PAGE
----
We had. So had everyone else – the world and his wife was at Westonbirt, complete with children of various sizes (many screaming) and a lot of over-excited dogs. We sloshed through the mud in the old arboretum, queueing to take photos of the acers in their autumn colours.
I hated it. It didn’t smell like a forest, it didn’t sound like a forest. I felt as though the trees had been reduced to meaningless monuments, there merely to be ticked off the tourist list, something to see before you die. It was boring. And whilst I normally love gift shops the one at Westonbirt is now the worst bit of a modern garden centre – all Christmas decorations and scented candles.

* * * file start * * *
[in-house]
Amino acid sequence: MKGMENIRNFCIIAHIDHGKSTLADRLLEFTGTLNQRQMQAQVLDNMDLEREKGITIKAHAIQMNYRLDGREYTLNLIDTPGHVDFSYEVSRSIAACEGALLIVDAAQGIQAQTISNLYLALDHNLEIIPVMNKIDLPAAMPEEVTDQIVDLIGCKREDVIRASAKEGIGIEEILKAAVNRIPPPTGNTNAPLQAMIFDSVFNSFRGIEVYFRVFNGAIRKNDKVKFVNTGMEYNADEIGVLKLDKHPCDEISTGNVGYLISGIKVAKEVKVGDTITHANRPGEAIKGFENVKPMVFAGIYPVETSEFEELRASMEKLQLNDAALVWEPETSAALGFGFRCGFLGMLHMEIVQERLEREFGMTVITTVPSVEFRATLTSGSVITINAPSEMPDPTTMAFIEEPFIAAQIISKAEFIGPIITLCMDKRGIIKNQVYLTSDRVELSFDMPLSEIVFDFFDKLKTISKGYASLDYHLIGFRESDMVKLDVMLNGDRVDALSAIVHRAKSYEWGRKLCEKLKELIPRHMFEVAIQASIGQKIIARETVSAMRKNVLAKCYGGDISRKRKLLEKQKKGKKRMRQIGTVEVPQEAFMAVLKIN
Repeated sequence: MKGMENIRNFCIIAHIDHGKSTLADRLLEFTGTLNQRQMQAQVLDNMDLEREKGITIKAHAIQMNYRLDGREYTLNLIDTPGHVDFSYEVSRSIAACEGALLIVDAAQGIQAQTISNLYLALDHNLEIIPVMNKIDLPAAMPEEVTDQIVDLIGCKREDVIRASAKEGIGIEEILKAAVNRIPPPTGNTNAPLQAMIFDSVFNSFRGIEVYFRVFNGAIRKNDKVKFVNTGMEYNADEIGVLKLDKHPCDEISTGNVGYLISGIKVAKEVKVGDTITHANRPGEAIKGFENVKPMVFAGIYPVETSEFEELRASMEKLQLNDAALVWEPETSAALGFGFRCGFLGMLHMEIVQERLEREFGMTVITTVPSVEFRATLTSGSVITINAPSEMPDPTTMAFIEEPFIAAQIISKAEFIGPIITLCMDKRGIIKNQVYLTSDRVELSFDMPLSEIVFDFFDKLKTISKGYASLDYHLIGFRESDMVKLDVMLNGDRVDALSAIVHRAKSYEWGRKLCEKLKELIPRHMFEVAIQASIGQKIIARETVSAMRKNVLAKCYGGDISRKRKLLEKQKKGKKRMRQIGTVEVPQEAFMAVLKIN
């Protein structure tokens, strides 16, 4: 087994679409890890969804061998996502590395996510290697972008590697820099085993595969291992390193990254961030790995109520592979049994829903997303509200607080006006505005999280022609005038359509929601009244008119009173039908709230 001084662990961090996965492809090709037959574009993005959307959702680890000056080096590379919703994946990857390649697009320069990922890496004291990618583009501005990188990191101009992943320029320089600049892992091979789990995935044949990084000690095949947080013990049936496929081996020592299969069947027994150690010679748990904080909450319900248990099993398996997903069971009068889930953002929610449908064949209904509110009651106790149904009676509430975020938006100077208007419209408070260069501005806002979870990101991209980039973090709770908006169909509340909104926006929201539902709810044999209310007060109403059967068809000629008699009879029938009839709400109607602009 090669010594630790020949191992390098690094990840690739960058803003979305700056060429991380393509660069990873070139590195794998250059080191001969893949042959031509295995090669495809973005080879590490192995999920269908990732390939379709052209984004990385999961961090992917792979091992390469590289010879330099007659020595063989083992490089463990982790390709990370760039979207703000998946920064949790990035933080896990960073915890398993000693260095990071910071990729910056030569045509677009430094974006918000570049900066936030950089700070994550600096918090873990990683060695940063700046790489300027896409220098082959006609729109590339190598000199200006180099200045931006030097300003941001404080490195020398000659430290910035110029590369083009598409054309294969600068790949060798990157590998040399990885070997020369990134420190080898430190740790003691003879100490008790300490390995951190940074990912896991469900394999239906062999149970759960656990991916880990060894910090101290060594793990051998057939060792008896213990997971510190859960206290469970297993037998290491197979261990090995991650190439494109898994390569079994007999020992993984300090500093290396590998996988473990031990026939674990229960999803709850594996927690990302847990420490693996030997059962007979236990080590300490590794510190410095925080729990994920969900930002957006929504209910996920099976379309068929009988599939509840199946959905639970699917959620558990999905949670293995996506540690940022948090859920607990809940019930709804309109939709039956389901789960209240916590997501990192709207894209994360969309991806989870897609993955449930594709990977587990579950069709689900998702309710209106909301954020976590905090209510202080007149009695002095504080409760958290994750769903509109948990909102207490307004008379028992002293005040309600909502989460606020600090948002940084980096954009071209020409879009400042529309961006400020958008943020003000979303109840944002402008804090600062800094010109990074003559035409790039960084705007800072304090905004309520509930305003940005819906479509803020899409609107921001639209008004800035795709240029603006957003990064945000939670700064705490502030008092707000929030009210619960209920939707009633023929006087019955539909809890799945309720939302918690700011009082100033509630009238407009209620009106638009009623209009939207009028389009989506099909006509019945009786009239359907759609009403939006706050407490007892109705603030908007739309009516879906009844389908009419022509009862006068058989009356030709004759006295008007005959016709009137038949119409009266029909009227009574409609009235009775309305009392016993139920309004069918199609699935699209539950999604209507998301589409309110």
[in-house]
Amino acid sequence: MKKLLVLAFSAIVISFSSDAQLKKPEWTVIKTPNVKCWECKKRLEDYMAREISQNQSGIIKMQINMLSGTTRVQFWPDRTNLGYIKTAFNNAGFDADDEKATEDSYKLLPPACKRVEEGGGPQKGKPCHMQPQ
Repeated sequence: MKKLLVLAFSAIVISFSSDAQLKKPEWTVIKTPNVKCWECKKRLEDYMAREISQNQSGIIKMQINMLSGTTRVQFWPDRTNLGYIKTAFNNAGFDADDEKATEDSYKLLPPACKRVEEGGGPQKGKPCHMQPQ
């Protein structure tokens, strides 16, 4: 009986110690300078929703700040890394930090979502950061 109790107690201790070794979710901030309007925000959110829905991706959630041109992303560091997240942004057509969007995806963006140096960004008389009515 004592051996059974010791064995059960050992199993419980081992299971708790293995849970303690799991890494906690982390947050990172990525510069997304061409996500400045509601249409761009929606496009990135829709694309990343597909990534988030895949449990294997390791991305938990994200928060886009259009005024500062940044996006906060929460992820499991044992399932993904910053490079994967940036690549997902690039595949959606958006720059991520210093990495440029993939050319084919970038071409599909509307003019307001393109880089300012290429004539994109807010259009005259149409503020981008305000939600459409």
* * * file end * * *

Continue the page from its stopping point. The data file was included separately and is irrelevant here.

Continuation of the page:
So… that’s quite an admission for an ethnobotanist to make. I hated Westonbirt. We may choose to give it a second chance, taking a day off and aiming for a time when it should be quieter.
Feel free to express your horror – leave a comment and tell me what I missed :)
Posted in Blog on Nov 13, 2013 · ∞
When I agreed to review Grow Harvest Cook (by Meredith Kirton and Mandy Sinclair), I got more than I bargained for. I’m not sure it’s obvious from the photo above, so here’s a different perspective:
Yes, it’s as tall as a Lego Minifigure. And it’s not so much a hardback as a hardboardback. The cover is half a centimetre thick. It’s not the easiest book to hold up, let alone to hold open, so is it worth the weight?